Who’s been sleeping in your library?

SPONSORED: D-Tech International, looks at the concerns raised by students sleeping on campus and the difficulties caused by opening around the clock.

An Australian university has recently had to ask six international students to leave the 24-hour campus library at Charles Sturt University in the New South Wales city of Port Macquarie because they were sleeping there overnight. The students were apparently living in Sydney at the weekends and travelling to the University to study during the week. Initially, they stayed in backpacker hostels but were unable to secure permanent accommodation, so ended up staying on campus.

With the number of international students in Australian universities increasing, the cost of accommodation and the difficulties international students face as high-risk tenants, it is no surprise that many feel safer living on campus.

But is it the same in the UK, and does the 24/7 opening adopted by so many university libraries increase the risk? In February 2017 the School of Arts in Liverpool sent an email advising all its students that “extended access to School premises is granted to meet the needs of student work and independent study” and that it is acceptable to have a brief 20-minute power nap but no-one can sleep for a prolonged period on site. “Bedding and sleeping bags have been found, and members of staff have had to wake up people who have been found fast asleep lying on a couch, chairs grouped together or on the floor”. Any sleeping bags or bedding found would be confiscated and contravening the out-of-hours protocol would result in access being revoked.

Opening your library around the clock is appreciated by students, many of whom fit their studies in around hectic lives, but it is important that the facilities are not being abused. It is also a welfare concern if students have to sleep on campus because they have no alternative accommodation.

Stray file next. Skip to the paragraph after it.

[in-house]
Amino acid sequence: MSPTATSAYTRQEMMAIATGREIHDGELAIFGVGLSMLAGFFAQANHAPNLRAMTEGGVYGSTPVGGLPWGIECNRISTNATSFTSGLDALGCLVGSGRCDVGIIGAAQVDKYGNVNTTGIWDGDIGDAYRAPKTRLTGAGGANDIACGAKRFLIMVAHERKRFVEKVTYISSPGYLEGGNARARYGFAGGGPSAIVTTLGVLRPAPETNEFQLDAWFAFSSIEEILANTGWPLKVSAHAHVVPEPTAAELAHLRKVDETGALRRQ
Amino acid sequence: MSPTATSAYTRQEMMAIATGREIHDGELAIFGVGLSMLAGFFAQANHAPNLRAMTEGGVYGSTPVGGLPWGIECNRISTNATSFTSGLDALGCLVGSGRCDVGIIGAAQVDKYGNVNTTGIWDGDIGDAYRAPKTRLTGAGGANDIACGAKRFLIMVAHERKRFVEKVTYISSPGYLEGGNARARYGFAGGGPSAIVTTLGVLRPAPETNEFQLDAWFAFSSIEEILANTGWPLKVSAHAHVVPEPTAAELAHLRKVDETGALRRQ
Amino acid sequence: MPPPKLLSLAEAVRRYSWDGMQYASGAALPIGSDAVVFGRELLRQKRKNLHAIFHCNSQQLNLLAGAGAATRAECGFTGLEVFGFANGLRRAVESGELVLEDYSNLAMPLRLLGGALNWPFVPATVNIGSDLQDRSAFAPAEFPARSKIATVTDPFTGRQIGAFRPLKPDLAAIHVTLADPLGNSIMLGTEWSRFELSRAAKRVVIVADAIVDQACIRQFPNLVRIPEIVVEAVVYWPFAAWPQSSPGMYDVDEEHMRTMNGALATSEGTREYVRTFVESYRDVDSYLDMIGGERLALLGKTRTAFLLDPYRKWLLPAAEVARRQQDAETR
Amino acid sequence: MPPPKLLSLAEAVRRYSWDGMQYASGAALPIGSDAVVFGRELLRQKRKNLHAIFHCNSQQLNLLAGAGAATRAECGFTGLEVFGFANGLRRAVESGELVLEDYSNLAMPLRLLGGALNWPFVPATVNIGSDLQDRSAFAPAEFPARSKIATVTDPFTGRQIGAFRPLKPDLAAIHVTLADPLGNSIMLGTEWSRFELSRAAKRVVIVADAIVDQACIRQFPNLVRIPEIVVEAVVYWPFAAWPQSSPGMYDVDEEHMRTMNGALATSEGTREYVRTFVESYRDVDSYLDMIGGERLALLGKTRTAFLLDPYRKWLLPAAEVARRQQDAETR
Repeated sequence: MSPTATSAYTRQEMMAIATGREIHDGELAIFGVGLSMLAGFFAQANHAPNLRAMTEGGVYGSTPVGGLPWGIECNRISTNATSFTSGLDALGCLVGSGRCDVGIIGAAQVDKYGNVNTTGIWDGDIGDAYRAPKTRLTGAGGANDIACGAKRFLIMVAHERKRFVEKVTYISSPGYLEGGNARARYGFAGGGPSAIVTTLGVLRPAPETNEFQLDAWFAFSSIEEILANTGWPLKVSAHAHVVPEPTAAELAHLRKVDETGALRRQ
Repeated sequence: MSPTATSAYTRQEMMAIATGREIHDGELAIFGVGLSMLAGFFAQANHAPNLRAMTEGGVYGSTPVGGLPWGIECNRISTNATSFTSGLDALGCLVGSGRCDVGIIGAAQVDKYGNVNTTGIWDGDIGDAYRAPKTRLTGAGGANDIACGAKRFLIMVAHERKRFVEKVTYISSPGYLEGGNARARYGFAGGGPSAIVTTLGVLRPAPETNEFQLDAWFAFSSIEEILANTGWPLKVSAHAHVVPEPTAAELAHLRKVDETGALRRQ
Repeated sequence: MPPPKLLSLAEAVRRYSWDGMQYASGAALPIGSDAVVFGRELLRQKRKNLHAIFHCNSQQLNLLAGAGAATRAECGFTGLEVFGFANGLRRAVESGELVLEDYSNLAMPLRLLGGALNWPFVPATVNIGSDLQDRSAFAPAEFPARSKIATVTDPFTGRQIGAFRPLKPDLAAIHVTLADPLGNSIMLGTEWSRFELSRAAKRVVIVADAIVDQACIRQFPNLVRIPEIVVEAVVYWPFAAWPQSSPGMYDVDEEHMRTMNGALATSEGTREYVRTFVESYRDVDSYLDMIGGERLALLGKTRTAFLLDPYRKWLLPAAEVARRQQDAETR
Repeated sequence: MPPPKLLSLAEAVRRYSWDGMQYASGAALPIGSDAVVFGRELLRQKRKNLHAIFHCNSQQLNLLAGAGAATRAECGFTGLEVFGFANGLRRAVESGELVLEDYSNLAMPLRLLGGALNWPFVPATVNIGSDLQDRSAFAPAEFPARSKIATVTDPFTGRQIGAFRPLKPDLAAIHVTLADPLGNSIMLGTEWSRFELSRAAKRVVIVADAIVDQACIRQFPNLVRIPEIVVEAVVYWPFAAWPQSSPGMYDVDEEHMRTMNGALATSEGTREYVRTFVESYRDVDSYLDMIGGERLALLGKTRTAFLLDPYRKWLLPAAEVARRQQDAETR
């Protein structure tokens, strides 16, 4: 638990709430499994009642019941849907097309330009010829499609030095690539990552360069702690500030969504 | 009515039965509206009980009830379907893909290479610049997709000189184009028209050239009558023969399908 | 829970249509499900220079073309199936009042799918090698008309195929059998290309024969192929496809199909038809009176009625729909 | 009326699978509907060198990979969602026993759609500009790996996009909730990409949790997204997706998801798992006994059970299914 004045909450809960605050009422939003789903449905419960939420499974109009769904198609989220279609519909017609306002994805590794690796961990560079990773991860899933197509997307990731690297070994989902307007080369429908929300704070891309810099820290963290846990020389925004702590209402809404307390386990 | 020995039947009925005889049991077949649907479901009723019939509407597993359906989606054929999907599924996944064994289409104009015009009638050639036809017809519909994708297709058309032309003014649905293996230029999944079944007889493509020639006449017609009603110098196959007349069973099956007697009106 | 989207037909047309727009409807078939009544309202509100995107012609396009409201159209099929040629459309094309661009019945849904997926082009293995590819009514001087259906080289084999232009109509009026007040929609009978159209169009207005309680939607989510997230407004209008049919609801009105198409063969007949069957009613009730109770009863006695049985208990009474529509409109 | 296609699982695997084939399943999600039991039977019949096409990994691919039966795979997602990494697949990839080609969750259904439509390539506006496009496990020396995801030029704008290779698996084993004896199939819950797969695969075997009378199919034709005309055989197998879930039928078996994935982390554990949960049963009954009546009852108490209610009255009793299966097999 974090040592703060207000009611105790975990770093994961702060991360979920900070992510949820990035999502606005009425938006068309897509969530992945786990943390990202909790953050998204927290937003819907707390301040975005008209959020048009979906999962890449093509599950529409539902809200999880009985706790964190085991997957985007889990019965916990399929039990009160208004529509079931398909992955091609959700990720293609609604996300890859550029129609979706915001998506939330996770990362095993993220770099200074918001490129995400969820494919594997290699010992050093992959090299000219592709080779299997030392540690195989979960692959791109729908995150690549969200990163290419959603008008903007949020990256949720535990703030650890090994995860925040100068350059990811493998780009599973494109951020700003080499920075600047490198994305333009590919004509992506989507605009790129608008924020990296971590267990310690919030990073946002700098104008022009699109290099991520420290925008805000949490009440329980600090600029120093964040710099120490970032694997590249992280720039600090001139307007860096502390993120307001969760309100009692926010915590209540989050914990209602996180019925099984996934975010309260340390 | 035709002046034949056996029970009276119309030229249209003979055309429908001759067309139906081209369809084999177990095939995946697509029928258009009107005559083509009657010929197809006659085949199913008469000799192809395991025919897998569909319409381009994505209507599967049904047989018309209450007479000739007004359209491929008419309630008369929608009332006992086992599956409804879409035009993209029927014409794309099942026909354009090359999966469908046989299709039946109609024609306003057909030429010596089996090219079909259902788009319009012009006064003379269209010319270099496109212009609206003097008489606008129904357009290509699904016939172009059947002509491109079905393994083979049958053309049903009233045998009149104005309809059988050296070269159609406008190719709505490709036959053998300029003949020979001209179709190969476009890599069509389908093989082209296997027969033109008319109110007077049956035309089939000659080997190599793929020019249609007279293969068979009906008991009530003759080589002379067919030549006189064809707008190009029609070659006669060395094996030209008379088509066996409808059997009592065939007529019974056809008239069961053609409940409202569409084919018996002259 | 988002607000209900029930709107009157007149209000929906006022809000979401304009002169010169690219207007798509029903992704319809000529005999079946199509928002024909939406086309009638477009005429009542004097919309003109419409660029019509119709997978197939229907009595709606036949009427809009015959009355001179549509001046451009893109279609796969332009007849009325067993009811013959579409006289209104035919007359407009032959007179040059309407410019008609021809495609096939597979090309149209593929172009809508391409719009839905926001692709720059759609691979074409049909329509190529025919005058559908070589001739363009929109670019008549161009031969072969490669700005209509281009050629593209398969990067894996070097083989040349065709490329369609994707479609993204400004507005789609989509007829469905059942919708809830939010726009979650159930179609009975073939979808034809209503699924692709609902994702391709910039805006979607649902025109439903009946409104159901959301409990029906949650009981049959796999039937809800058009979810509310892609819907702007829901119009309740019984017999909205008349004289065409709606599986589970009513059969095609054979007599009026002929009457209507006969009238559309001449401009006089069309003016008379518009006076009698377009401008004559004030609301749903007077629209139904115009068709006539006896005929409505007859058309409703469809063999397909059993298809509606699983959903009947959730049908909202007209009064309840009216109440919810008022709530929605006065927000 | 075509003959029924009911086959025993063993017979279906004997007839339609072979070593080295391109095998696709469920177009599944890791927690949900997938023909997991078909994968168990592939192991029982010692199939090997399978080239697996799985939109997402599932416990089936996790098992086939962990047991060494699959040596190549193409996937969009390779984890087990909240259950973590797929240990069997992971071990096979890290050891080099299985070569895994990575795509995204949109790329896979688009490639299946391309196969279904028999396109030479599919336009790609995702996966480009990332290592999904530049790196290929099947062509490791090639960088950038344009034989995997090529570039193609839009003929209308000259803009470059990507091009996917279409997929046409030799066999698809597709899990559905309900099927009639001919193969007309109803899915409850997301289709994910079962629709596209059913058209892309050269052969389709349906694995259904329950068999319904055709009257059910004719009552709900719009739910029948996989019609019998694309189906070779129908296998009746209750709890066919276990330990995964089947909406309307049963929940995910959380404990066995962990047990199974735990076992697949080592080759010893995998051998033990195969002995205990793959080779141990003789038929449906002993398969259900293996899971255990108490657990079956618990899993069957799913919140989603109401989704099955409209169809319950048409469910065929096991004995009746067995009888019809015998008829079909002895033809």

Improvements to security and monitoring processes are the first step to stopping students from sleeping your library:

  • Ensure out of hours access is limited to those in possession of a valid library card and that software facilitates accurate reporting to show any anomalies in the use of the facility.
  • If it becomes apparent that specific students are regularly staying in the library overnight, flag it to the appropriate department to ensure their accommodation arrangements are acceptable.
  • Consider the installation of thermal people counters to support your security team and monitor the number of library occupants.
  • Improve the security of your stock through book reservations units, self-service vending units and security gates.

If your library is open for longer hours, you would expect to incur additional expenditure such as heating and lighting costs, but technology allows you to minimise these costs. The Internet of Things will enable us to interconnect technology so that it communicates and makes informed choices as to whether or not to switch the lights on, control the heating thermostat, etc. By linking it to your LMS, it will know how many people have entered the library, and by using thermal imaging technology, it will know where they are in the building and can manage the utilities accordingly. The same technology can be used to improve security within your library and alert staff if issues arise.

D-Tech International designs, develops and manufactures high-performance RFID products and library security systems. We provide installation and customer service for our full range of products. If you are looking to increase the opening hours of your library, or require assistance improving your current system, we’re always happy to answer your questions so visit our website or call us on 01394 420077.

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